One of the first things I did was join the National Genealogical Society, and then I took 3 of their online courses. I hesitated at the title of the course called "Introduction to Genealogy" - I'd been doing research for 30 years; would it teach me anything new? I was very surprised to learn some basics, in both that course and the ones on census records. Although I received (and studied) the NGS Quarterly, most of the articles were way above my head. I joined the APG and started attending meetings. I created business cards, and became an Expert Provider with Ancestry Expert Connect. I sent for the NGS Home Study Course on CD's, and began the lessons. That was two and a half years ago, and in that time I have learned about records I didn't know existed. I have learned the importance of correct source citations, and I'm still learning how to write them. I've developed the skill of critical thinking, so that now when I look at a record, I think, "but how do I KNOW this is the person I'm looking for?" I just finished the final lesson of the Home Study Course: writing a biography of one of my ancestors. That was a rigorous exercise in footnoting and citations - and it actually looks almost like an NGSQ article.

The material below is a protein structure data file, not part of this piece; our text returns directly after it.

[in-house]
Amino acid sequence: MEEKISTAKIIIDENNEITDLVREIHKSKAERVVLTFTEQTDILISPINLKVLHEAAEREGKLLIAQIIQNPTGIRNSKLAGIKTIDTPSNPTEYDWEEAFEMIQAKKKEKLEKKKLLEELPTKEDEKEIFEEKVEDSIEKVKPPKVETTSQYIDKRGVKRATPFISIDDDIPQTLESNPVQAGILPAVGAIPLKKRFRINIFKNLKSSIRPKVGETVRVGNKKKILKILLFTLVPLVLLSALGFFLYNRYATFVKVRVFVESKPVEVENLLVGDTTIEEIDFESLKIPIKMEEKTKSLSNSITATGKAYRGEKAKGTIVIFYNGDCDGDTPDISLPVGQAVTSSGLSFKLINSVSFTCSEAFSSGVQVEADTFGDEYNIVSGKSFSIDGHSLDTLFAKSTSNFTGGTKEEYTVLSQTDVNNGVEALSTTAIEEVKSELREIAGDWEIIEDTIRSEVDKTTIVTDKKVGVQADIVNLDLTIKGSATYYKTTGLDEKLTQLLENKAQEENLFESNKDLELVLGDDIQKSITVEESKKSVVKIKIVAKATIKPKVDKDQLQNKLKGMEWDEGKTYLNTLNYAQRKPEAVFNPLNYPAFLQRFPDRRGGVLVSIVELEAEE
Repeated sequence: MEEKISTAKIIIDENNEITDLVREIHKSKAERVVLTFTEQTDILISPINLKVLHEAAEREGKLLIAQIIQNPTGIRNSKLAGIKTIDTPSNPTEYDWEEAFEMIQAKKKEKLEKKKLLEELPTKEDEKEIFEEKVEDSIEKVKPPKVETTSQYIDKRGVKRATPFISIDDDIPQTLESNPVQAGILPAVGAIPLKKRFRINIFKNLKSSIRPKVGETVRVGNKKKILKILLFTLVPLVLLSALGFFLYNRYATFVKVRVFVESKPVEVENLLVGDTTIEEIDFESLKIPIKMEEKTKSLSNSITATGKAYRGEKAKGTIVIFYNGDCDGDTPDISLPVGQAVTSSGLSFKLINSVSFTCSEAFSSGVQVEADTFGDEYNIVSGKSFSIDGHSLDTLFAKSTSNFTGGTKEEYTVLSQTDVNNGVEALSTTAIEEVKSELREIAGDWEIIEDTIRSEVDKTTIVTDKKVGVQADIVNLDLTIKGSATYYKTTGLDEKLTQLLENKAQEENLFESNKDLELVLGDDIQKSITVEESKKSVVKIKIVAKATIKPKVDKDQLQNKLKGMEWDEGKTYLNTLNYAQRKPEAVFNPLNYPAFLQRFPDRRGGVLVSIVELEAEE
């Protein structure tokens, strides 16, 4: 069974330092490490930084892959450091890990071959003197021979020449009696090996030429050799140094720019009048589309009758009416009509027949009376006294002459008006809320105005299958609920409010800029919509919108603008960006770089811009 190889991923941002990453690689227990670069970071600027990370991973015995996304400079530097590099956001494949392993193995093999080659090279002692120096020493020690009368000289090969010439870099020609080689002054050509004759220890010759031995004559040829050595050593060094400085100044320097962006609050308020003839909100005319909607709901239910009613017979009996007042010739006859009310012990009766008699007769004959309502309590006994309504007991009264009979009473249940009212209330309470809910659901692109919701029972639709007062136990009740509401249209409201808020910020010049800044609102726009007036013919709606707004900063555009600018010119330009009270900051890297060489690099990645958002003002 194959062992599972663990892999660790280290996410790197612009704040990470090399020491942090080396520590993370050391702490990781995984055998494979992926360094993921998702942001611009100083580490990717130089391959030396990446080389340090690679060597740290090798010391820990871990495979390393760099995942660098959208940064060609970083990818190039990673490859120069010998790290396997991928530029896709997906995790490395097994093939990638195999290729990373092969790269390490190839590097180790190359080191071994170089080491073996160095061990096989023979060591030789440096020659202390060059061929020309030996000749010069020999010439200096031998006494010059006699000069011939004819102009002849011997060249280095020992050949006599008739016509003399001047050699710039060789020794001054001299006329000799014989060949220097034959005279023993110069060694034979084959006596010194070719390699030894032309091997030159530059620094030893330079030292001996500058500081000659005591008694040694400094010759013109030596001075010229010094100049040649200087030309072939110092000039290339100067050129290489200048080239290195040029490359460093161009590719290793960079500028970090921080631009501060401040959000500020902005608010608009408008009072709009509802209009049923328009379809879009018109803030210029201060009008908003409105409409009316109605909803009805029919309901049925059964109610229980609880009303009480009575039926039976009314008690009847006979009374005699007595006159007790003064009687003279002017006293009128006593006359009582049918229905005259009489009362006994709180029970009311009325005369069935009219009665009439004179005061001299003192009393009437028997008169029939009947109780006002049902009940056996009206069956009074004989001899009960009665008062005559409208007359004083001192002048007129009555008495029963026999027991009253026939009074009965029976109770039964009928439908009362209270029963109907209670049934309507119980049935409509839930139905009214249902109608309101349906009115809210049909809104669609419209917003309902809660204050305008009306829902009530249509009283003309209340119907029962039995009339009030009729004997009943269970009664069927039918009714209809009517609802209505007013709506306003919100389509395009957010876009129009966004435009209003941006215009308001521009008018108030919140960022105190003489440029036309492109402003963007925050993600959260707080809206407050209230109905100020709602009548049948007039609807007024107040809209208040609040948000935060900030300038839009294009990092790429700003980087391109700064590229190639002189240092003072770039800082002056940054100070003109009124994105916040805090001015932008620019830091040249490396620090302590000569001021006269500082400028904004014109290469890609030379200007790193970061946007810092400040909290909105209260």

There has been a lot of discussion over the last couple of years, online on blogs and Facebook and Twitter and email lists, about the value (or not) of certification. I've come to the conclusion that it doesn't really matter what anyone else thinks - I'm going for certification purely for myself. I want the assurance that I'm producing quality work, that will pass stringent standards. I can look back at the work I was doing six months, a year, or two years ago, and see how far I've come.
I still have a few more steps ahead of me, but I'm hoping to be able to compile a portfolio and submit it next year. Here's to "leveling up"!